Pauline W. Chen, Final Exam: A Surgeon's Reflections on Mortality  (New York: Alfred A. Knopf, 2007), ch.8

The next big information industry

The wash of information has risen so near to flood stage that Jeong Kim, the most recent president of Bell Labs, has suggested that the future of communications will be defined by an industry yet to be created—not the kind of business that simply delivers or searches out information, but one that manages the tide of information so that it doesn't drown us. At least in the communications industry, the greatest innovative challenge on the horizon Kim says, is "to organize information in a way that allows you to live the way you want to live, to take time off with your kids without fear you're going to miss out on something."
Jon Gertner, The Idea Factory: Bell Labs and the Great Age of American Innovation (New York: Penguin, 2012), p. 343

Saturday, November 14, 2015

Everyone has an accent, some more than one

Shifting among accents isn’t a sign of a fragmented self, but only of a well-traveled one.
Geoffrey Nunberg, “The Real Thing,” in The Years of Talking Dangerously (New York: PublicAffairs, 2009), p. 99
 When I hear someone described as having no accent, I think of those pinkish Crayola crayons we used to have that were labeled "flesh." 
Id.  p. 100.

Friday, November 13, 2015

Publishing the false result

John Maynard Smith, a renowned evolutionary biologist, once pithily summarized this approach: "Statistics is the science that lets you do twenty experiments a year and publish one false result in Nature." 
Samuel Arbesman, The Half-Life of Facts: Why Everything We Know Has an Expiration Date (New York: Current, Penguin USA, 2012), ch. 8

Obvious plagiarism

It always startles me anew—though I have nabbed dozens of plagiarists—to realize that the student cheater is amazed at my powers of discernment, my uncanny ability to detect a difference in quality between his or her own work and, for example, Proust's.
Julie Schumacher, Dear Committee Members: A Novel (New York: Doubleday, 2014), p.80

Thursday, November 12, 2015

What's the matter with Micawber?

"Among friends, sir!" repeated Mr. Micawber; and all he had reserved came breaking out of him. "Good heavens, it is principally because I AM among friends that my state of mind is what it is. What is the matter, gentlemen? What is NOT the matter? Villainy is the matter; baseness is the matter; deception, fraud, conspiracy, are the matter; and the name of the whole atrocious mass is—HEEP!"
Charles Dickens, David Copperfield (1850), ch. 49

Steinbeck glimpses a black man's different life

One winter dusk when the sidewalks were iced I stood in my window looking out and saw a tipsy woman come out of the bar, slip on the ice, and fall flat. She tried to struggle up but slipped and fell again and lay there screaming maudlinly. At that moment the Negro who worked for me came around the corner, saw the woman, and instantly  crossed the street, keeping as far from her as possible.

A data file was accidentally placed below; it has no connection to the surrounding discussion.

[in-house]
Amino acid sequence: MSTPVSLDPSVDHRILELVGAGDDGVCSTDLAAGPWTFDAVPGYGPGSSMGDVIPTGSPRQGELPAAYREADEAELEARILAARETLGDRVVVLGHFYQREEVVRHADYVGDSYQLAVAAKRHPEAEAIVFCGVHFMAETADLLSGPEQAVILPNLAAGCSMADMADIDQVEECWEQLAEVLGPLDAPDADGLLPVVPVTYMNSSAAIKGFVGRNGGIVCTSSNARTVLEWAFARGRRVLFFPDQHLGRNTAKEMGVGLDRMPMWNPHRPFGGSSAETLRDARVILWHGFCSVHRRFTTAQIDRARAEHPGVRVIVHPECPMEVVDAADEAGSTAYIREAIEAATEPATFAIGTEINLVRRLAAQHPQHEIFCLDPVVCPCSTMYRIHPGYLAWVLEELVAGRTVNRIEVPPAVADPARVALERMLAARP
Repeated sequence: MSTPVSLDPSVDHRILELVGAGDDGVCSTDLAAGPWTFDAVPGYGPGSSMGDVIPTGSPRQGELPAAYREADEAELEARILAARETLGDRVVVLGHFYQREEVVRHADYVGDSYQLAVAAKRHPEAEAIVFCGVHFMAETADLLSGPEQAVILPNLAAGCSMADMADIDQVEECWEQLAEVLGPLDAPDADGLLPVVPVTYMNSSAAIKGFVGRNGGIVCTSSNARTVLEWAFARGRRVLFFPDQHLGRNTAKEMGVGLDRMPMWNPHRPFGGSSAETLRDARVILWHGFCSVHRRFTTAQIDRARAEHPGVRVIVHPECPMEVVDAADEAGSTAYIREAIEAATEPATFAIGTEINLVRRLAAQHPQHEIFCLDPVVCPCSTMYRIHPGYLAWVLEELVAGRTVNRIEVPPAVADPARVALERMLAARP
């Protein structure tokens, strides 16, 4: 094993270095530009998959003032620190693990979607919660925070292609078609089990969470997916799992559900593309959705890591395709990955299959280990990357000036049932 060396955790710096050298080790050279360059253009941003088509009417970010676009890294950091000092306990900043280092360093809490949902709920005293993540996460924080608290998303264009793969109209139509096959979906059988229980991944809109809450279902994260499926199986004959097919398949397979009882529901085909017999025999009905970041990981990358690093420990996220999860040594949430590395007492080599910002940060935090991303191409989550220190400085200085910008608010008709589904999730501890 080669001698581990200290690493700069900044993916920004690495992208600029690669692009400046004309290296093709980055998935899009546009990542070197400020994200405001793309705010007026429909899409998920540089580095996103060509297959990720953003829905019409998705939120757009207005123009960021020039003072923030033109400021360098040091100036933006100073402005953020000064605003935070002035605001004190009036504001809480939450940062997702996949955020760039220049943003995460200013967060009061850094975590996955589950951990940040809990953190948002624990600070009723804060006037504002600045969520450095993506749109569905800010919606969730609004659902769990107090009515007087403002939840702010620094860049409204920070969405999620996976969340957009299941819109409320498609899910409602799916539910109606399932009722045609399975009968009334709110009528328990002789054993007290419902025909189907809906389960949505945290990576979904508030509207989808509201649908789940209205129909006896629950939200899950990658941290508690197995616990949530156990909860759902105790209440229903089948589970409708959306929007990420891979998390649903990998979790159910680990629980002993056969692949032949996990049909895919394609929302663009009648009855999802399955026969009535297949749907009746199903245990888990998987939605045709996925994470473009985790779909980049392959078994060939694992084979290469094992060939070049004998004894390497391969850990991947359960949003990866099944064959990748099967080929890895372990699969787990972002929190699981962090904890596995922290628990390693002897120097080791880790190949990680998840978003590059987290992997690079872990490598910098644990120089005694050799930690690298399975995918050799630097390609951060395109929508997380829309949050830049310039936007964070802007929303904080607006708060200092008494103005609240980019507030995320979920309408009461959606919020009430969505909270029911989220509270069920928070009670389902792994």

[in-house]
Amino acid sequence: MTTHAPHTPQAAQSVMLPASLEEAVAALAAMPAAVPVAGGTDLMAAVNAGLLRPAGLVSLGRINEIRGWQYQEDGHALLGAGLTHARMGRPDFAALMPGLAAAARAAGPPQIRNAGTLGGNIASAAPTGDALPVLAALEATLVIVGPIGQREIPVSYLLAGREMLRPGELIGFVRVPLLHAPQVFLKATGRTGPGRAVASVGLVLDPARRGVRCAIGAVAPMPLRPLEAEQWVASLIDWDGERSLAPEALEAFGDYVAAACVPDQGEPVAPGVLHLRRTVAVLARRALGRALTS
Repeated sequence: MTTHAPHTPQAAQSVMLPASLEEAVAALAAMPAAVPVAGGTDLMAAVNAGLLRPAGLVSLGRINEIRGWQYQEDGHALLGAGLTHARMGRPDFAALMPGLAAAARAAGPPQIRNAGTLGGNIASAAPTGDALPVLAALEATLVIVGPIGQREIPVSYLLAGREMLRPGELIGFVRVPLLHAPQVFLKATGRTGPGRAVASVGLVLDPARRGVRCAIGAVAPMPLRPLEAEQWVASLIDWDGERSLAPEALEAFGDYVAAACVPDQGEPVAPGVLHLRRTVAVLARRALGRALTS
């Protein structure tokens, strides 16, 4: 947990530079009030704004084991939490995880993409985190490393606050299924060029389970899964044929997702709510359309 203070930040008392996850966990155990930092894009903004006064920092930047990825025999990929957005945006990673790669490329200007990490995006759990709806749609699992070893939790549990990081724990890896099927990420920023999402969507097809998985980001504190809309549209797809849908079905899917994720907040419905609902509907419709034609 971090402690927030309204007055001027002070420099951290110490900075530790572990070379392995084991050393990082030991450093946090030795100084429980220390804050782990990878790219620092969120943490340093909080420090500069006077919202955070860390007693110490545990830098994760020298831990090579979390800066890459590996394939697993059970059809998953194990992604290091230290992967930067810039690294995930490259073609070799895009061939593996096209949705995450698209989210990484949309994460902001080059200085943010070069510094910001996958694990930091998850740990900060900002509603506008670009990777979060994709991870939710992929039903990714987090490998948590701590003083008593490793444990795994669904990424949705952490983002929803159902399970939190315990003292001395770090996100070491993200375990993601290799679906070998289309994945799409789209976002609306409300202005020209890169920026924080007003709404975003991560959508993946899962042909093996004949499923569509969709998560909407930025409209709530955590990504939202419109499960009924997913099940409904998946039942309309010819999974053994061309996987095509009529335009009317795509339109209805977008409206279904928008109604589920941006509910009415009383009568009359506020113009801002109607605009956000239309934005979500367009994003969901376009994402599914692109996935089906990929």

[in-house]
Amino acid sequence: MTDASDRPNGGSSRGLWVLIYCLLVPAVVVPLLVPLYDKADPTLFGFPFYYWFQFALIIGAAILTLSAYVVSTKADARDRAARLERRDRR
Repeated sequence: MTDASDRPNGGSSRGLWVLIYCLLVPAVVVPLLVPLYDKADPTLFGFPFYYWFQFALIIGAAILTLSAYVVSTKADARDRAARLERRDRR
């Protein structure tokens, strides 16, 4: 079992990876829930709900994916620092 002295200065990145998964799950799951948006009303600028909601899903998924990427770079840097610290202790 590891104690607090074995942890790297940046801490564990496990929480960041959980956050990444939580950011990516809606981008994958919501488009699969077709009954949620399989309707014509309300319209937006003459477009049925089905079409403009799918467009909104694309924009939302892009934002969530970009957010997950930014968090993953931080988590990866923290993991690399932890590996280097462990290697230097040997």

When he came in I said, "I saw you duck. Why didn't you give that woman a hand?"

"Well, sir, she's drunk, and I'm Negro. If I touched her she could easily scream rape, and then it's a crowd, and who believes me?"

"It took quick thinking to duck that fast."

"Oh, no sir!" he said. "I've been practicing to be a Negro a long time."
John Steinbeck, Travels with Charley in Search of America  (New York: Penguin Books, 1986), p. 267 (orig. published 1962)

Wednesday, November 11, 2015

Vowell: skepticism is patriotic!

The true American patriot is by definition skeptical of the government.
Sarah Vowell, The Partly Cloudy Patriot (New York: Simon & Schuster, 2002), p. 158

The first time

The first time a man goes into battle is strangely like the first time a man makes love to a woman. The anticipation is overpowering; the ignorance is obstructive; the fear of disgrace is consuming; and survival is triumphant.
General Omar Bradley, quoted in David M. Kennedy, Freedom from Fear: The American People in Depression and War, 1929-1945 (New York: Oxford Univ. Press, 1999), ch. 20 (Kindle location 12681)

Tuesday, November 10, 2015

My, how the Monterey Peninsula has changed

In my flurry of nostalgic spite, I have done the Monterey Peninsula a disservice. It is a beautiful place, clean, well run, and progressive. The beaches are clean where once they festered with fish guts and flies. The canneries which once put up a sickening stench are gone, their places filled with restaurants, antique shops, and the like. They fish for tourists now, not pilchards, and that species they are not likely to wipe out. And Carmel, begun by starveling writers and unwanted painters, is now a community of the well-to-do and the retired. If Carmel's founders should return, they could not afford to live there, but it wouldn't go that far. They would be instantly picked up as suspicious characters and deported over the city line.
John Steinbeck, Travels with Charley in Search of America  (New York: Penguin Books, 1986), p. 205 (orig. published 1962)

Monday, November 9, 2015

A vision for Bell Labs